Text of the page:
We’re continuing to hear from many of you that there is still uncertainty and distress in your lives that makes it difficult to show up as leader in both your professional and personal life. We want to remind you that you’re not alone in this.

To support you today, we’re resharing an article from the Harvard Business Review that talks about how our brains react to the many levels of uncertainty and unpredictability we’ve been living through.

This article can be a helpful reminder of the ways uncertainty may be taking a toll on you.In the article, Our Brains Were Not Built for This Much Uncertainty, by Heidi Grant and Tal Goldhamer, (September 22, 2021) the authors said,

You may already know that threat leads to ‘fight, freeze, or flight’ responses in the brain.

You may not know that it also leads to decreases in motivation, focus, agility, cooperative behavior, self-control, sense of purpose and meaning, and overall well-being.

In addition, threat creates significant impairments in your working memory: You can’t hold as many ideas in your mind to solve problems, nor can you pull as much information from your long-term memory when you need it.

Threats of uncertainty literally make us less capable, because dealing with them is just not something our brains evolved to do.

Many people we’ve talked to resonate with parts of this quote . . . and are relieved to know that they are sane! Stressed, yes, but also sane.

We’ve found that there are several things you can do immediately to care for yourself and those you lead. Look through the suggestions below and see what might work for you.

Change how you talk with yourself.

When you lose focus, get snarky with a family member, or feel like you’ve lost your memory, be sure to speak to yourself with kindness and respect.

Instead of angrily saying “WHAT IS WRONG WITH ME?” ask yourself, “What has happened to me that’s creating this reaction?” Then listen to yourself with compassion.

Change how you talk with others.

When someone is behaving in ways that are frustrating or disappointing, become more compassionate towards them by asking yourself, “What may be happening to them during this time?”

If it’s someone you’re comfortable asking, you might say “What’s happening in your life as you deal with the craziness that we’re living in?” And then, listen closely.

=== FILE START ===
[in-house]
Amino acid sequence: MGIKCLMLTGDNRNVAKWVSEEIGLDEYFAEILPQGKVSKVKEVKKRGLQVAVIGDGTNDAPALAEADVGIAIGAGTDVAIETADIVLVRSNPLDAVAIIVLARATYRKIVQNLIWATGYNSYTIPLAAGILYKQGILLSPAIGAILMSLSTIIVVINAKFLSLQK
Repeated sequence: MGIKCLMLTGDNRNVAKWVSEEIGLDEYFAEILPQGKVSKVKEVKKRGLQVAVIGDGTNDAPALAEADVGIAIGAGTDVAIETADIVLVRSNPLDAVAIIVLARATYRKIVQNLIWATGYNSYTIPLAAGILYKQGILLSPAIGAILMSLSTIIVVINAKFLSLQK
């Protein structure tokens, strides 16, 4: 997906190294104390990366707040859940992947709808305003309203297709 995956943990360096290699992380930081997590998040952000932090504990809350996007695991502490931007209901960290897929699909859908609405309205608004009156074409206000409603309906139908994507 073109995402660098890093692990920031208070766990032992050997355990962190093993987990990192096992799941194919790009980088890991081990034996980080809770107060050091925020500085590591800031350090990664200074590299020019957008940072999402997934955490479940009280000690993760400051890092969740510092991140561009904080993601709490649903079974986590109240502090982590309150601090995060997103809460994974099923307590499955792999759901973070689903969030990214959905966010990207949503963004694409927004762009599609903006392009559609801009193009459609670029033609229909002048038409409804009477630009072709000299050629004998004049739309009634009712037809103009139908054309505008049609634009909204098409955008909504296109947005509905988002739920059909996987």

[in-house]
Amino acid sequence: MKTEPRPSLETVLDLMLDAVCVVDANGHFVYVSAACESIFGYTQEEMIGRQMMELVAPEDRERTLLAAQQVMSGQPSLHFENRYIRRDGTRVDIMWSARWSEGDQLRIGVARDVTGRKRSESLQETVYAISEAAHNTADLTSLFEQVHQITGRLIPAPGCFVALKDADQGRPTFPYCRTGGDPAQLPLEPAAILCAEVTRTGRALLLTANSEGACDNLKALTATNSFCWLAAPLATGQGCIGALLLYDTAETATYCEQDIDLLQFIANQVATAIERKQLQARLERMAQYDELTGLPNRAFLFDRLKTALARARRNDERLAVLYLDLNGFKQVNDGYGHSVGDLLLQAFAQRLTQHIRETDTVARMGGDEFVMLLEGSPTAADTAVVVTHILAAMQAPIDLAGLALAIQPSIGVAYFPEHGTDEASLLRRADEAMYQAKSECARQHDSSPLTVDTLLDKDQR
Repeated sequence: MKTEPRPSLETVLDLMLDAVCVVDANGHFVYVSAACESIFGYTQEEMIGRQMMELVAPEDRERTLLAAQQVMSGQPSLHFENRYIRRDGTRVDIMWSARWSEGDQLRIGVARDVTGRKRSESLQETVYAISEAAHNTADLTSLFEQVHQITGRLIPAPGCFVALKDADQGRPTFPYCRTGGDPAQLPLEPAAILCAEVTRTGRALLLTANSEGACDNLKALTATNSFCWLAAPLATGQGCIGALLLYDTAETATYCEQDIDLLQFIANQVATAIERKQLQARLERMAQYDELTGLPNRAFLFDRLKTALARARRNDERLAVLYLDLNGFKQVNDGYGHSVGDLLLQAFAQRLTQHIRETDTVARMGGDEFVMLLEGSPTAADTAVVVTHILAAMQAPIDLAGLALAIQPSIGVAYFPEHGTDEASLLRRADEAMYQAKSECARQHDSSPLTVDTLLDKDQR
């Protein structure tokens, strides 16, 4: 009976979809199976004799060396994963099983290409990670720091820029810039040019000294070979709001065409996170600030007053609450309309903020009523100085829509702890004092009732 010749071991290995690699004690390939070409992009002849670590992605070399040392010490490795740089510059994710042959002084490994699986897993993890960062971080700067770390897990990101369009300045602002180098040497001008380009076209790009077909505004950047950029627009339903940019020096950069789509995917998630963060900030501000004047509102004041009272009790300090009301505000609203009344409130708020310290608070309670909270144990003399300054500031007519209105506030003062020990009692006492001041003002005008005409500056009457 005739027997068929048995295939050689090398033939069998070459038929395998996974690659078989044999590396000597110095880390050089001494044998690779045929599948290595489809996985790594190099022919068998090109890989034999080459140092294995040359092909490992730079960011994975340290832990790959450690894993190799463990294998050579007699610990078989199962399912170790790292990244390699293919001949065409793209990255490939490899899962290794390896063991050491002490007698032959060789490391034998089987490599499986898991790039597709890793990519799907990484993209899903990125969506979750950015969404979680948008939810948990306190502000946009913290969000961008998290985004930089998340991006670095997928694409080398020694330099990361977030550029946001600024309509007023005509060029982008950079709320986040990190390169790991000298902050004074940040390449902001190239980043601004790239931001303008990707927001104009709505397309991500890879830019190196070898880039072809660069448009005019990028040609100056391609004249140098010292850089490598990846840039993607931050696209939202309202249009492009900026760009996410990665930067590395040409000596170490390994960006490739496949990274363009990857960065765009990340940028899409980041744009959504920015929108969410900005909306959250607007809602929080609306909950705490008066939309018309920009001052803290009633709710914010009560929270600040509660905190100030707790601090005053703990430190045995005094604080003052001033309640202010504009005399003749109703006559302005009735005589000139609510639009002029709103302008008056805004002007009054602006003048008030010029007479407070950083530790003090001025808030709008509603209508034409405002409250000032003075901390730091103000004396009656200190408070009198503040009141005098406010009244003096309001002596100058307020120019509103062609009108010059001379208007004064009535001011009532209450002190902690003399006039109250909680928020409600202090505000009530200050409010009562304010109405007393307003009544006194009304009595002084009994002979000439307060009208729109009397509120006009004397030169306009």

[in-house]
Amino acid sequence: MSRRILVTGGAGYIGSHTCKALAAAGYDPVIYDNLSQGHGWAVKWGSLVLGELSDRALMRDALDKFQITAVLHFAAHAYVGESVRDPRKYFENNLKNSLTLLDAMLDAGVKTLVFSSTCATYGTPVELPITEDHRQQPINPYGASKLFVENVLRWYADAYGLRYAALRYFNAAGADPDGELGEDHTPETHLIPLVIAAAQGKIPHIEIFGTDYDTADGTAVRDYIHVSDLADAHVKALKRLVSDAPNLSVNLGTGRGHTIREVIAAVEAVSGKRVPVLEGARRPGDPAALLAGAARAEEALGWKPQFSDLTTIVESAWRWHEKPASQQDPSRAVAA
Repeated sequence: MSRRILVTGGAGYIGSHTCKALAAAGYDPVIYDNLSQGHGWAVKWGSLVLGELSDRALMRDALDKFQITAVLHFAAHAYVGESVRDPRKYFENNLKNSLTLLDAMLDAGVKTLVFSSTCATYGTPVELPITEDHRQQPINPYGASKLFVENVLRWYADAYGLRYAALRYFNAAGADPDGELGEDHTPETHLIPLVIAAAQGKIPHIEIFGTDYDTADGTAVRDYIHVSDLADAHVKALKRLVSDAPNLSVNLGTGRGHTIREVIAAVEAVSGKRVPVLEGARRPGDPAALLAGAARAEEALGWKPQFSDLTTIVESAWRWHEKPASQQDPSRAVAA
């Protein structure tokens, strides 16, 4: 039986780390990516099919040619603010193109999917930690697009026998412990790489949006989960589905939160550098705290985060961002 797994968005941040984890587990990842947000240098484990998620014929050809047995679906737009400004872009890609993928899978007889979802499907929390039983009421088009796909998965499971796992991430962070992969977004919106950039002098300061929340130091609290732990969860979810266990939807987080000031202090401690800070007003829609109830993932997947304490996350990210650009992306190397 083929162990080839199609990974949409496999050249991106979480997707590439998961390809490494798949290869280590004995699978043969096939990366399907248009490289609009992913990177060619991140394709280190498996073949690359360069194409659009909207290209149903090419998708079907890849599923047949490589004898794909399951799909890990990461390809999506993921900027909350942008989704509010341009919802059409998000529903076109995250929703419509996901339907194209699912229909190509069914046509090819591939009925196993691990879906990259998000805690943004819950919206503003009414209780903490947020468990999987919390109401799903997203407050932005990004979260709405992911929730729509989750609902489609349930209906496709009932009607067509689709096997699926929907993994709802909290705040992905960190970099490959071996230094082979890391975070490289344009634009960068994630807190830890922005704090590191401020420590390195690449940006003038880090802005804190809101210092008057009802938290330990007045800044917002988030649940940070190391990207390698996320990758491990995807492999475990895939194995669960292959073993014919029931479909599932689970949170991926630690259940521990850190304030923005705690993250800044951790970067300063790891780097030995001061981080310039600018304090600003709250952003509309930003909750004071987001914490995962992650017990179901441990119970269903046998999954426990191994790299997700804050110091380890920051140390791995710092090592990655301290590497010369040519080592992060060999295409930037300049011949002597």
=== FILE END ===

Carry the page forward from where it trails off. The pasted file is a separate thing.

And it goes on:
Connect with your values and priorities.

Throughout your day, spend some time connecting with your values and priorities.

Remembering how much you love your work, or appreciate your colleagues, or are passionate about art, can help you reconnect with yourself.

Nurture important relationships.

Identify the people who you can talk to openly about these times and how they’re impacting you.

Brainstorm ways to get more predictability in your own world even though this big world is ever-changing.


When our brains are working this hard, they use up more of our resources.

Take a few minutes every hour or two to breathe and look around, walk outside and survey the world, take a nap, or get more sleep at night.

Rest comes in many forms and all of it will make you more capable and resilient. Not magically overnight, but over time you can see and feel a difference.

Take some time this week to practice one or all of these suggestions and see if you find that you’re able to act with greater compassion toward yourself and toward others.

Remember, we can only do what we can do. We can add predictable patterns to our days, treat ourselves with kindness, and connect regularly with people who we delight in and delight in us.

Let us know how you’re doing. We’re here for you.

If you’d like support
showing up for yourself or others,
contact us today.